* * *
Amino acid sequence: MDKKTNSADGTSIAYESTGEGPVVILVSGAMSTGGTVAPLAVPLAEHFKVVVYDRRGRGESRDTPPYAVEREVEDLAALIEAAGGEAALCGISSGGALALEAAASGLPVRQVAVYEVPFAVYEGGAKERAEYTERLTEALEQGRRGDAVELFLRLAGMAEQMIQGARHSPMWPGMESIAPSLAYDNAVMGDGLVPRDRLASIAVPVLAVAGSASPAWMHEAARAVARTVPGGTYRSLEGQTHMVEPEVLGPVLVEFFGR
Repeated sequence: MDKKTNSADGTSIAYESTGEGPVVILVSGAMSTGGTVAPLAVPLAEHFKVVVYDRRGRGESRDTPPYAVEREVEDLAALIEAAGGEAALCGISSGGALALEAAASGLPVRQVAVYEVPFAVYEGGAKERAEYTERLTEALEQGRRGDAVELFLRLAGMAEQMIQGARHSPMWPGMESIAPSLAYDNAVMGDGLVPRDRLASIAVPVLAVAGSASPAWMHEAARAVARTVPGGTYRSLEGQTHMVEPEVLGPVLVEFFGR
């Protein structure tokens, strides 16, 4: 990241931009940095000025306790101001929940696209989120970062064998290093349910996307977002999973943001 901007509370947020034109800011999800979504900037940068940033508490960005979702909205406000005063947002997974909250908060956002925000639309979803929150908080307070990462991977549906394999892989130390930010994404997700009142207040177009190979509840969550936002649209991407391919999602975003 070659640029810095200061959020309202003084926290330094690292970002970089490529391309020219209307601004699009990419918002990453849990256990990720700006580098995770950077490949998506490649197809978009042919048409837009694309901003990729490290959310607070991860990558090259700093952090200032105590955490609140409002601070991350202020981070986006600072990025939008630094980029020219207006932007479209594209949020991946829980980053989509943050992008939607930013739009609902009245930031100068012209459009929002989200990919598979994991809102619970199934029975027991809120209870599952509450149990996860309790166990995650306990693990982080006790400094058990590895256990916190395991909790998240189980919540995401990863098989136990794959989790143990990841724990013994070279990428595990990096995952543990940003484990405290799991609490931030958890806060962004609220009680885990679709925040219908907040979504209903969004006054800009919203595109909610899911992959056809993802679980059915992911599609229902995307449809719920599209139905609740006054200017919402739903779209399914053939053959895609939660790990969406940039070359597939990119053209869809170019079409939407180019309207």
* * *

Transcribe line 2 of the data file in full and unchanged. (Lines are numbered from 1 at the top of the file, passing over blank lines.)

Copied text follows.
Repeated sequence: MDKKTNSADGTSIAYESTGEGPVVILVSGAMSTGGTVAPLAVPLAEHFKVVVYDRRGRGESRDTPPYAVEREVEDLAALIEAAGGEAALCGISSGGALALEAAASGLPVRQVAVYEVPFAVYEGGAKERAEYTERLTEALEQGRRGDAVELFLRLAGMAEQMIQGARHSPMWPGMESIAPSLAYDNAVMGDGLVPRDRLASIAVPVLAVAGSASPAWMHEAARAVARTVPGGTYRSLEGQTHMVEPEVLGPVLVEFFGR